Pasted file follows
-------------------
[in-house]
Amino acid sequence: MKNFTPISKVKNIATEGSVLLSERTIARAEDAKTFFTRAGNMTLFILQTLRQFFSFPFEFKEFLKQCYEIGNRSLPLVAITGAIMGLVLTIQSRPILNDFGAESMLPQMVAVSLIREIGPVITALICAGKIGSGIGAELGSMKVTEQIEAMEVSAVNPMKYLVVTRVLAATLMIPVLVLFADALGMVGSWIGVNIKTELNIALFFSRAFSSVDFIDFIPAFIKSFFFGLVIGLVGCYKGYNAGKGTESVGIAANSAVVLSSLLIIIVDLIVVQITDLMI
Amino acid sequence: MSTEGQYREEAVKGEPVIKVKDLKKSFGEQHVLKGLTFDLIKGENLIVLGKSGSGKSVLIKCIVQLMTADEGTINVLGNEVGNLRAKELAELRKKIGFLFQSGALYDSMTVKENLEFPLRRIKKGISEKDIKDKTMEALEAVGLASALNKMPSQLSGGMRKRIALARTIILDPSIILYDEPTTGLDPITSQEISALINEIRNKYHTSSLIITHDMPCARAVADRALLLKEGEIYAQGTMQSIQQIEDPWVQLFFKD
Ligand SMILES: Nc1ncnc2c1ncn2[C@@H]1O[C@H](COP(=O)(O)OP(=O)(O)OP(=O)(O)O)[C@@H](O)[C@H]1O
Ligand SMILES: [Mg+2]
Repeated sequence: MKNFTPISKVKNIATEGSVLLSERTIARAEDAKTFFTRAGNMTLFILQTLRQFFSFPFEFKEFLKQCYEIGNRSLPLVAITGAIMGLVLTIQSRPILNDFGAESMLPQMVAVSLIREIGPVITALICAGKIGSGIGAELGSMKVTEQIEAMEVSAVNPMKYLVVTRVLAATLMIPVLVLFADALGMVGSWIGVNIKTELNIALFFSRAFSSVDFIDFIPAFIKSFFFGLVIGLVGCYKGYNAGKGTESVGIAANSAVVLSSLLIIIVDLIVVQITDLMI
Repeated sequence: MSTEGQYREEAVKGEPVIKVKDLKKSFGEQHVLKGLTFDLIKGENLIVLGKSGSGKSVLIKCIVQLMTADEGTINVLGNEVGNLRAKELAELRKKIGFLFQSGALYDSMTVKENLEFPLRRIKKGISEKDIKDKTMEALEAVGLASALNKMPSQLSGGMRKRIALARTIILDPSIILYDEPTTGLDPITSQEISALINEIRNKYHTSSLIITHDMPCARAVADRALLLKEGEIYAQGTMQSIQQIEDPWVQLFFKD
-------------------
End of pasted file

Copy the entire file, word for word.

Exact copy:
[in-house]
Amino acid sequence: MKNFTPISKVKNIATEGSVLLSERTIARAEDAKTFFTRAGNMTLFILQTLRQFFSFPFEFKEFLKQCYEIGNRSLPLVAITGAIMGLVLTIQSRPILNDFGAESMLPQMVAVSLIREIGPVITALICAGKIGSGIGAELGSMKVTEQIEAMEVSAVNPMKYLVVTRVLAATLMIPVLVLFADALGMVGSWIGVNIKTELNIALFFSRAFSSVDFIDFIPAFIKSFFFGLVIGLVGCYKGYNAGKGTESVGIAANSAVVLSSLLIIIVDLIVVQITDLMI
Amino acid sequence: MSTEGQYREEAVKGEPVIKVKDLKKSFGEQHVLKGLTFDLIKGENLIVLGKSGSGKSVLIKCIVQLMTADEGTINVLGNEVGNLRAKELAELRKKIGFLFQSGALYDSMTVKENLEFPLRRIKKGISEKDIKDKTMEALEAVGLASALNKMPSQLSGGMRKRIALARTIILDPSIILYDEPTTGLDPITSQEISALINEIRNKYHTSSLIITHDMPCARAVADRALLLKEGEIYAQGTMQSIQQIEDPWVQLFFKD
Ligand SMILES: Nc1ncnc2c1ncn2[C@@H]1O[C@H](COP(=O)(O)OP(=O)(O)OP(=O)(O)O)[C@@H](O)[C@H]1O
Ligand SMILES: [Mg+2]
Repeated sequence: MKNFTPISKVKNIATEGSVLLSERTIARAEDAKTFFTRAGNMTLFILQTLRQFFSFPFEFKEFLKQCYEIGNRSLPLVAITGAIMGLVLTIQSRPILNDFGAESMLPQMVAVSLIREIGPVITALICAGKIGSGIGAELGSMKVTEQIEAMEVSAVNPMKYLVVTRVLAATLMIPVLVLFADALGMVGSWIGVNIKTELNIALFFSRAFSSVDFIDFIPAFIKSFFFGLVIGLVGCYKGYNAGKGTESVGIAANSAVVLSSLLIIIVDLIVVQITDLMI
Repeated sequence: MSTEGQYREEAVKGEPVIKVKDLKKSFGEQHVLKGLTFDLIKGENLIVLGKSGSGKSVLIKCIVQLMTADEGTINVLGNEVGNLRAKELAELRKKIGFLFQSGALYDSMTVKENLEFPLRRIKKGISEKDIKDKTMEALEAVGLASALNKMPSQLSGGMRKRIALARTIILDPSIILYDEPTTGLDPITSQEISALINEIRNKYHTSSLIITHDMPCARAVADRALLLKEGEIYAQGTMQSIQQIEDPWVQLFFKD